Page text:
By ERWIN CHLANDA
The RSPCA has lost a court case it brought against a pastoralist in WA over de-horning cattle, a standard practice in Australia’s cattle industry.
But the victory came at enormous personal and financial cost to the accused, Kimberley pastoralist Nico Botha, says his defence lawyer, Emma Salerno, of Salerno Law.
According to Australian Animal Welfare Standards and Guidelines (AAWSG) the practice of removing horns in cattle “is undertaken to improve animal welfare in the longer term and for operator safety during handling.
“There is an increased risk of injury, hide damage and bruising in horned cattle compared to polled cattle, particularly during handling, yarding and transport.
“It is estimated that there are 52% horned, 47% polled and 1% scurred cattle in the national beef herd.
“Genetic selection for polled cattle is the most effective means to avoid the need for dehorning. However, the inheritance pattern of the polled or horned condition is relatively complex,” says AAWSG.
Ms Salerno provided us with the following statement:
RSPCA has conceded defeat in the WA Court of Appeal after Mr Botha successfully appealed the decision of Magistrate Tavener in the Kununurra Magistrates court from earlier this year.
Magistrate Tavener initially found merit in only one alleged incident out of a total of 16 charges of cruelty brought under the Animal Welfare Act by the RSPCA against Mr Botha and related company, SAWA Pty Ltd.
On appeal, the decision of the Magistrate Tavener was overturned with both Mr Botha and SAWA Pty Ltd being acquitted of the one remaining charge of cruelty.
The acquittal by the Court of Appeal means that following two years of court proceedings the RSPCA were wholly unsuccessful in prosecuting all of the 16 charges initially laid against Mr Botha and SAWA Pty Ltd.
The ultimate and final outcome of the lengthy proceedings is an important and significant win for the pastoral industry. However that the victory has come at a great expense to Mr Botha.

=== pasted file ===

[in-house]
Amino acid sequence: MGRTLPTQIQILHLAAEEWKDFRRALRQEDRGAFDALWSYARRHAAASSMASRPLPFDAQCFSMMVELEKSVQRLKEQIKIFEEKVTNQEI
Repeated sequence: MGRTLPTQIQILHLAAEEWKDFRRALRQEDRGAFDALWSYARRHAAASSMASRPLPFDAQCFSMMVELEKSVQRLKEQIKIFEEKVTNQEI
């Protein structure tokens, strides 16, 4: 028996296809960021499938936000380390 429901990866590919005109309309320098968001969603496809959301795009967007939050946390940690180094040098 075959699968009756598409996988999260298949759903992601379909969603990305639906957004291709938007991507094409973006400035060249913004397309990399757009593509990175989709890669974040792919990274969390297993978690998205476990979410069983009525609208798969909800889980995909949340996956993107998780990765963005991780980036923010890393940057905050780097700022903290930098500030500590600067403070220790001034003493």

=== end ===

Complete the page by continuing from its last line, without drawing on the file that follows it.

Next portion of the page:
Naturally the major concern from many pastoralists is the potential to be unfairly targeted and prosecuted by authorities like the RSPCA who draw upon large financial resources and pro bono legal representation whilst the average farmer does not have the time, money or inclination to defend such allegations; whether rightly or wrongly made.
The cruelty charges brought against Mr Botha by the RSPCA largely involved the practice of dehorning feral cattle, which is widespread and indeed both a legal and necessary practice for pastoralists across Northern WA. Such a finding that dehorning amounted to an act of cruelty would have had a critical impact on the cattle industry.
The difficulty for a pastoralist being prosecuted for what is considered by experts to be a standard industry practice of dehorning, is that it is expensive, time consuming and unpopular to defend.
The fact that Mr Botha did successfully defend the charges took not only extensive financial resources, but also a lot of guts.
The win has not come without considerable emotional and financial toll to Mr Botha who had to contend with over two years of litigation.
This consisted of more than 10 pre-trial court attendances, a gruelling seven-day hearing which was adjourned part heard in Kununurra Magistrates Court and which was ultimately concluded in the Perth Magistrates Court.
In addition, Mr Botha was required to spend many hours travelling to and attending in court, defending what turned out to be charges which had no merit.
Certainly, whilst this is a vindication for the pastoral industry of the standard industry practice of dehorning, it was achieved at great cost to Mr Botha.
The Alice Springs News Online invited the RSPCA to respond.
UPDATE October 17:
We remain convinced that the prosecution against Mr Botha and SAWA Pty Ltd in relation to dehorning and other alleged acts of animal cruelty was in the public interest and in the interests of animal welfare.
There was evidence of animal cruelty and an ordinary person, who might view the video footage taken by a worker at the cattle station, would have believed RSPCA WA Inspectors were correct in bringing the case before the courts.
After reviewing the case, Justice Martino said that he made no criticism of the way the prosecution case was conducted.
The appeal result was due to a number of complexities during the trial, including the way the Magistrate presented his original guilty finding, and defences in the Animal Welfare Act 2002 which RSPCA WA believes are in need of review.
Their defence also relied on provisions in industry codes of practice which would become obsolete if new Australian Animal Welfare Standards and Guidelines for Cattle were adopted in Western Australia. Under these new standards and guidelines, dehorning cattle over 12 months old will require pain relief.
RSPCA WA urgently encourages the State Government to implement the new standards and guidelines.